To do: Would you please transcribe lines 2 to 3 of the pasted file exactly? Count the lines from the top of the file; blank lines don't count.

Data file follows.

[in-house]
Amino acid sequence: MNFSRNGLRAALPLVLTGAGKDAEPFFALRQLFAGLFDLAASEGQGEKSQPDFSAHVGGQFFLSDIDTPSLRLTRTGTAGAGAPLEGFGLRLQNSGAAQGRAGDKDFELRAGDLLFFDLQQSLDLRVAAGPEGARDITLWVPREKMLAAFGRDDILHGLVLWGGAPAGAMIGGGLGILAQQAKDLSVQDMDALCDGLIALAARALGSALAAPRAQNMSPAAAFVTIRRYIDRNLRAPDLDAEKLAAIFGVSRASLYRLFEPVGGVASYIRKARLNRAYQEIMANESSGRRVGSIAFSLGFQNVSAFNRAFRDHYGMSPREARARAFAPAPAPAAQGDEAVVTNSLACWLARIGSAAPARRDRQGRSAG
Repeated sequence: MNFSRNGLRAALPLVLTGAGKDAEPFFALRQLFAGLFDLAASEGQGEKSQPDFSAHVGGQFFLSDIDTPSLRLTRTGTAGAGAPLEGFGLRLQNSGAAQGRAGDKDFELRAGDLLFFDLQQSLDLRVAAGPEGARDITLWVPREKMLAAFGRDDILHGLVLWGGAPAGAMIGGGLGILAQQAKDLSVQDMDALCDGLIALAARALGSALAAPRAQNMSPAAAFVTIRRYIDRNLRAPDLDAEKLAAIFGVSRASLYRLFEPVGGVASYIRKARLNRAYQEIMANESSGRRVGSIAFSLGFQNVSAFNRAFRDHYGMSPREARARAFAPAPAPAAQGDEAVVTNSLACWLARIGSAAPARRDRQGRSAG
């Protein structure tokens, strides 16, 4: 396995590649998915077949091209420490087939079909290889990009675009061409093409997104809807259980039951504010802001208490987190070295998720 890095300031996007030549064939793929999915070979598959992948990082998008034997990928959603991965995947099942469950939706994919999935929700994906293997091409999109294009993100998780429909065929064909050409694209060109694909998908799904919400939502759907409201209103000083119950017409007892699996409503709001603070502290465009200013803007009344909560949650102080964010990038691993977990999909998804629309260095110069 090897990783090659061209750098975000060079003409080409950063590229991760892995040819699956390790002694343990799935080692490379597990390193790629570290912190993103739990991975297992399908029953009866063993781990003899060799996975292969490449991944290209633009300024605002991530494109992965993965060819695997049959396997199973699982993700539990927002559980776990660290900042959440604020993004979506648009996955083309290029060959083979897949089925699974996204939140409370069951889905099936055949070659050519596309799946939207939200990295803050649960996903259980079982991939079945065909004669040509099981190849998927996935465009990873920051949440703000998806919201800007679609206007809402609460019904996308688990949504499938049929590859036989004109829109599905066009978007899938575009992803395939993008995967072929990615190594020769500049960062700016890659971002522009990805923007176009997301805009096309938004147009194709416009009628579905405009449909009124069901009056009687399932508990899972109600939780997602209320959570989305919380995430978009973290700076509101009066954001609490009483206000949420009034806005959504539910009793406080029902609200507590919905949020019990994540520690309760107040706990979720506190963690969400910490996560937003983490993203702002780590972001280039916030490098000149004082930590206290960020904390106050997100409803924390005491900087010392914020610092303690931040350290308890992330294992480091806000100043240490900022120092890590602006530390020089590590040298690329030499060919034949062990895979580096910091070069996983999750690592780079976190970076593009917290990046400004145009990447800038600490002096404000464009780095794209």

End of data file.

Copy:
Amino acid sequence: MNFSRNGLRAALPLVLTGAGKDAEPFFALRQLFAGLFDLAASEGQGEKSQPDFSAHVGGQFFLSDIDTPSLRLTRTGTAGAGAPLEGFGLRLQNSGAAQGRAGDKDFELRAGDLLFFDLQQSLDLRVAAGPEGARDITLWVPREKMLAAFGRDDILHGLVLWGGAPAGAMIGGGLGILAQQAKDLSVQDMDALCDGLIALAARALGSALAAPRAQNMSPAAAFVTIRRYIDRNLRAPDLDAEKLAAIFGVSRASLYRLFEPVGGVASYIRKARLNRAYQEIMANESSGRRVGSIAFSLGFQNVSAFNRAFRDHYGMSPREARARAFAPAPAPAAQGDEAVVTNSLACWLARIGSAAPARRDRQGRSAG
Repeated sequence: MNFSRNGLRAALPLVLTGAGKDAEPFFALRQLFAGLFDLAASEGQGEKSQPDFSAHVGGQFFLSDIDTPSLRLTRTGTAGAGAPLEGFGLRLQNSGAAQGRAGDKDFELRAGDLLFFDLQQSLDLRVAAGPEGARDITLWVPREKMLAAFGRDDILHGLVLWGGAPAGAMIGGGLGILAQQAKDLSVQDMDALCDGLIALAARALGSALAAPRAQNMSPAAAFVTIRRYIDRNLRAPDLDAEKLAAIFGVSRASLYRLFEPVGGVASYIRKARLNRAYQEIMANESSGRRVGSIAFSLGFQNVSAFNRAFRDHYGMSPREARARAFAPAPAPAAQGDEAVVTNSLACWLARIGSAAPARRDRQGRSAG